Unfortunately, I've yet to figure out how to get my kids to think it's their idea to go to the bathroom. Even when they're dancing around like maniacs rather than interrupt themselves for a second to attend to personal needs. ANY time we recommend that they stop to use the bathroom we are met with an emphatic, "NO!" Case in point, this video was shot immediately after Daniel rebuffed my suggestion that he take a potty break.
I actually shot it last month when the preschool world was awash in snowmen. Then I didn't post it because even though he's adorable with his diction and hand motions, it just seemed too ridiculous with the pee dance. Now it completely illustrates my point.
We had another knock-down drag out this evening when he was dancing and grabbing himself and actually broke down in screaming oppositional hysterics rather than accept reality. And apparently at school sometime today, "I had to go pee so bad I didn't have time to lift up the seat and I tried to use my shirt to hold my pee in but it didn't work." Necessitating a change of shirt.
So if you're into mind games and can come up with any suggestions, I'm all ears.
On a lighter note, I know it's been a while since the last post. Facebook users have already seen this next set of pictures, but at long last they've made their way to the blog. (In deference to three out of four grandparents I try to simulcast my FB and blog pictures, but sometimes it just doesn't happen.)
This was a Sunday afternoon after quite a rocky morning. Part of the punishment from the morning's ill-manneredness was a forced clean up/clean sweep of all toys. Bedroom toys were confiscated leading to a solemn afternoon "quiet time" (and my first opportunity to vacuum without risk of inadvertent Lego removal in...well, let's just say, "a while.") Downstairs toys were not removed, but every tiny piece was returned to its storage (and some useless bits ended up in the garbage.)
Knowing how frustrating it would be to see all of this undone in a single afternoon, I decided we needed to leave the house. It wasn't too cold and there was still some lingering snow, so I told the boys we were going on a "winter hike" and they responded with enthusiasm. That enthusiasm did not wane over the course of our 90 minutes in a nearby park.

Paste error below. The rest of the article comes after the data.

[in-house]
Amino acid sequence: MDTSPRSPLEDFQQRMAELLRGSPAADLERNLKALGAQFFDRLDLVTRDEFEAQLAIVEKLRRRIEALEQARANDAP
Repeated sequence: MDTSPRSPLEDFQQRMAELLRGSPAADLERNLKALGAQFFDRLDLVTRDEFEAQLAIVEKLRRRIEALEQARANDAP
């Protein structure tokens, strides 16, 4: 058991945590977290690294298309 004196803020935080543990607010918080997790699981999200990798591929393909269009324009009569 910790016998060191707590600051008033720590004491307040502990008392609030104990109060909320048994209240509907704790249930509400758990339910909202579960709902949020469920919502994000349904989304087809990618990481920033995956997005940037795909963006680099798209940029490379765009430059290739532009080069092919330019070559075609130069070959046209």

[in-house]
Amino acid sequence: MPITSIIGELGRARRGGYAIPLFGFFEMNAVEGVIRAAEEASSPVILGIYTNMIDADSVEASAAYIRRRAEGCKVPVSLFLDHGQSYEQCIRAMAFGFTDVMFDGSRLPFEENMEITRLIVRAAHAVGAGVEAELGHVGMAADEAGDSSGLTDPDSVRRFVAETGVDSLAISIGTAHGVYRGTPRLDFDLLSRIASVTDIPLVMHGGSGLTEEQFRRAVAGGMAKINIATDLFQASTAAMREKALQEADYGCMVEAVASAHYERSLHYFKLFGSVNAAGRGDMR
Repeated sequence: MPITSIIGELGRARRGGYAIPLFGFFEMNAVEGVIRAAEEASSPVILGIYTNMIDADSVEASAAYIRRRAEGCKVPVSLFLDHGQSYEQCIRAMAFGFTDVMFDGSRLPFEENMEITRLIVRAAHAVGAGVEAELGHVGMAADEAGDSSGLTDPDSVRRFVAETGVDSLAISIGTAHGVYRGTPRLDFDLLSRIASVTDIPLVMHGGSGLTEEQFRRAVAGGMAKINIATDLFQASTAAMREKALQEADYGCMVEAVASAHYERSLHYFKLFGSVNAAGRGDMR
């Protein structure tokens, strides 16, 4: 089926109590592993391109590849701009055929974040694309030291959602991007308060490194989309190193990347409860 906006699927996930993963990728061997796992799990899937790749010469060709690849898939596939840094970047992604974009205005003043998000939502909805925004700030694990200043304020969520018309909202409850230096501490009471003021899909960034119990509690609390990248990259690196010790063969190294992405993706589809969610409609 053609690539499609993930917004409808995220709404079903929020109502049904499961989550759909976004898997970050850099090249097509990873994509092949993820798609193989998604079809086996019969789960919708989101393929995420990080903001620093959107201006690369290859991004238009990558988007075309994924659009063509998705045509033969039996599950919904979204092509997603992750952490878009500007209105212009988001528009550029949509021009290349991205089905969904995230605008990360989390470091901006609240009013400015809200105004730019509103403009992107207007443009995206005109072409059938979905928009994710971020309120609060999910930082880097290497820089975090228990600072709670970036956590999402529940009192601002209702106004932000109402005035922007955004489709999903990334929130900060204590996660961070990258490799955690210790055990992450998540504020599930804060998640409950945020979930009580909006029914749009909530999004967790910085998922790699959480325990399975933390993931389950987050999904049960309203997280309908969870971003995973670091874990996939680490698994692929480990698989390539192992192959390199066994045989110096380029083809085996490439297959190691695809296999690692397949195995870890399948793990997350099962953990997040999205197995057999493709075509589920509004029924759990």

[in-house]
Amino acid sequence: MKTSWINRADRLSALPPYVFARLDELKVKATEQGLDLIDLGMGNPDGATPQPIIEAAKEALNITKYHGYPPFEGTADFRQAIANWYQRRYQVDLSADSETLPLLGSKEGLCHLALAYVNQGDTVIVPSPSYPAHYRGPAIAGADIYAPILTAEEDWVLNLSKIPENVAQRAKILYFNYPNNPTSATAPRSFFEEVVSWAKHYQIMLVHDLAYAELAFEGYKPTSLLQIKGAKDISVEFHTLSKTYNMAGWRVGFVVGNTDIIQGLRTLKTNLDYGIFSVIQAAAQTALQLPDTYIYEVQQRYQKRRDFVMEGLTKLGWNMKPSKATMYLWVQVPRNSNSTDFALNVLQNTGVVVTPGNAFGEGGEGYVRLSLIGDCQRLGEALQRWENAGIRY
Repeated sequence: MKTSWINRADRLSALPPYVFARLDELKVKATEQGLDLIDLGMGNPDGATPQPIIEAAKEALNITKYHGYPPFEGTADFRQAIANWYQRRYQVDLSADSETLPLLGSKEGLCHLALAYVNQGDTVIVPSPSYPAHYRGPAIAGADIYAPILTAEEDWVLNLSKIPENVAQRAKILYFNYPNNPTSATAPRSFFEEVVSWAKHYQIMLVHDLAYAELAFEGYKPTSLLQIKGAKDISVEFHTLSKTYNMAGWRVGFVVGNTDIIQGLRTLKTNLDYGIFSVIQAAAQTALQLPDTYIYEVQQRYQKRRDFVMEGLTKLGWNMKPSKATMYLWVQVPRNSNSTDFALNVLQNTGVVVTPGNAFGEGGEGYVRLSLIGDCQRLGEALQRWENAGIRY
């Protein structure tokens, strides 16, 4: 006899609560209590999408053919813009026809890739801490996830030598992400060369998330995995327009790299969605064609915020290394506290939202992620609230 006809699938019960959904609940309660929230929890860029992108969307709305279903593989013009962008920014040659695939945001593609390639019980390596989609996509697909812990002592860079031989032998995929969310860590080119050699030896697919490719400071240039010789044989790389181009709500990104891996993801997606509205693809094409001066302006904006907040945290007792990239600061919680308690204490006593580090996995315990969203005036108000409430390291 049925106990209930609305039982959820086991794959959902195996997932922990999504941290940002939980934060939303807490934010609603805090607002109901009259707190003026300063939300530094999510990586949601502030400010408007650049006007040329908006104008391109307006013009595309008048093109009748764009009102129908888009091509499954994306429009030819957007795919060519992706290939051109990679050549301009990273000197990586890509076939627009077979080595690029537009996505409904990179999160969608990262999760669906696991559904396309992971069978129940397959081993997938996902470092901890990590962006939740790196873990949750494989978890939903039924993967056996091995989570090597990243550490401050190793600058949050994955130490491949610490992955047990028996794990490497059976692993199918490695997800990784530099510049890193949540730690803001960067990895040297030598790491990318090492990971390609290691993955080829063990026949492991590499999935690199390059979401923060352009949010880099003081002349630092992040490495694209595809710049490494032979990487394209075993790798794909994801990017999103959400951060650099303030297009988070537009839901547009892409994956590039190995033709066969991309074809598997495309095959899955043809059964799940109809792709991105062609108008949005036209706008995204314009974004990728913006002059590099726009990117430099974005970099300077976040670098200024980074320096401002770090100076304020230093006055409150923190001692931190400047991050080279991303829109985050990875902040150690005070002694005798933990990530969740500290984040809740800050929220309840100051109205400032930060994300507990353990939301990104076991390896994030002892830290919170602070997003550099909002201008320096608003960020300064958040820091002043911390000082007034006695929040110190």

They never said they were tired or cold.
They were thrilled to cross bridges over tiny creeks.
They exalted in each new path as they selected trails.
They took turns swinging on the thick, ropey vines that snaked up tree trunks.
They clambered across this fallen tree to find a perfect resting spot.
They explored a frozen creek bed.
And as the sun set, they were ready to head home, but not before Daniel discovered he could use his "walking stick" to block the sun from his eyes. If you click to see this picture a bit larger, you'll note a stick-width shadow right across his eyes.
They have talked about it a lot over the last few weeks and have asked about going back. Conditions would not be great right now as the snow is melted but it's not really warm enough for mud mucking. But we talked about how it will look different when we go back during other seasons. We have a lot more exploring to do.
They did giggle and goof for a while, but within 30-45 minutes they were sound asleep. "Now," I said to John, "the real issue is when they wake up at 4:30 and think it's morning." Sure enough, we heard the giggles in the dark just after 4 a.m. But a stern reminder that it was still night settled them back until about 6:30, which is earlier than our usual 7 a.m. weekend wake-up, but not bad all things considered. We haven't made this a regular pattern, but it's a useful skill to nurture as it gives us an empty bed (in Daniel's room) for the occasional house guest and allows them to share a hotel bed on those rare nights away from home.